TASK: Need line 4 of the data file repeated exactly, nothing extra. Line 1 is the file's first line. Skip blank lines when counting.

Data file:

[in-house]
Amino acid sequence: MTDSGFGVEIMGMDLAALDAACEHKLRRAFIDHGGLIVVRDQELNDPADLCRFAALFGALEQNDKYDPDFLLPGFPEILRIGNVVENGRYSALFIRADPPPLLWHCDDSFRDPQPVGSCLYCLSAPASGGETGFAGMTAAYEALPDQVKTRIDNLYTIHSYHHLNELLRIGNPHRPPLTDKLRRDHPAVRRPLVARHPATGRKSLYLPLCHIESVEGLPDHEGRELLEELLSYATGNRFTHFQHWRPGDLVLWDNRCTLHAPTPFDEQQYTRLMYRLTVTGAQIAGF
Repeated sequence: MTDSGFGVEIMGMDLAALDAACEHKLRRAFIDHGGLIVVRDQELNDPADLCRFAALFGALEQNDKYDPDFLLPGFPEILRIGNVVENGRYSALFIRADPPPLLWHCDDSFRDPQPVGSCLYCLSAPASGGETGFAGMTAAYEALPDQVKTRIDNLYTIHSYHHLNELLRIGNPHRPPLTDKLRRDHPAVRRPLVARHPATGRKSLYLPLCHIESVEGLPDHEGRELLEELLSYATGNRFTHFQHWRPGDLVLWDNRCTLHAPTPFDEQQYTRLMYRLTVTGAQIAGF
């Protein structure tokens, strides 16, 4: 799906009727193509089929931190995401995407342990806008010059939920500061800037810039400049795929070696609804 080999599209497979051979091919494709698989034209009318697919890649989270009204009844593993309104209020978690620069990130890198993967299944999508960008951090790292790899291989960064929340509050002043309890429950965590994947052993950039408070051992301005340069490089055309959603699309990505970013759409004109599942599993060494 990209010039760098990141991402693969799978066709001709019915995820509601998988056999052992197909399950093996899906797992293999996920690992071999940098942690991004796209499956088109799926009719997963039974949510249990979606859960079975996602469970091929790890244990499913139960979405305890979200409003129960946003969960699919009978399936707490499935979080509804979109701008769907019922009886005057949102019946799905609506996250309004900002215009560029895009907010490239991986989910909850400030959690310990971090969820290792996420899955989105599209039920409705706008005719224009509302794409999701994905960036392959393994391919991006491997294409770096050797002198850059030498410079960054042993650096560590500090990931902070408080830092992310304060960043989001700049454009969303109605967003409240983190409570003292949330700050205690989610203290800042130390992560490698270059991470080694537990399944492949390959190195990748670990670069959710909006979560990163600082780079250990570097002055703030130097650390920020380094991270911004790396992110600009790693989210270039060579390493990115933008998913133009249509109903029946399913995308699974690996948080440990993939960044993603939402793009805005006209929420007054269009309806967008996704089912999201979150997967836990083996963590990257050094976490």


């Protein structure tokens, strides 16, 4: 799906009727193509089929931190995401995407342990806008010059939920500061800037810039400049795929070696609804 080999599209497979051979091919494709698989034209009318697919890649989270009204009844593993309104209020978690620069990130890198993967299944999508960008951090790292790899291989960064929340509050002043309890429950965590994947052993950039408070051992301005340069490089055309959603699309990505970013759409004109599942599993060494 990209010039760098990141991402693969799978066709001709019915995820509601998988056999052992197909399950093996899906797992293999996920690992071999940098942690991004796209499956088109799926009719997963039974949510249990979606859960079975996602469970091929790890244990499913139960979405305890979200409003129960946003969960699919009978399936707490499935979080509804979109701008769907019922009886005057949102019946799905609506996250309004900002215009560029895009907010490239991986989910909850400030959690310990971090969820290792996420899955989105599209039920409705706008005719224009509302794409999701994905960036392959393994391919991006491997294409770096050797002198850059030498410079960054042993650096560590500090990931902070408080830092992310304060960043989001700049454009969303109605967003409240983190409570003292949330700050205690989610203290800042130390992560490698270059991470080694537990399944492949390959190195990748670990670069959710909006979560990163600082780079250990570097002055703030130097650390920020380094991270911004790396992110600009790693989210270039060579390493990115933008998913133009249509109903029946399913995308699974690996948080440990993939960044993603939402793009805005006209929420007054269009309806967008996704089912999201979150997967836990083996963590990257050094976490």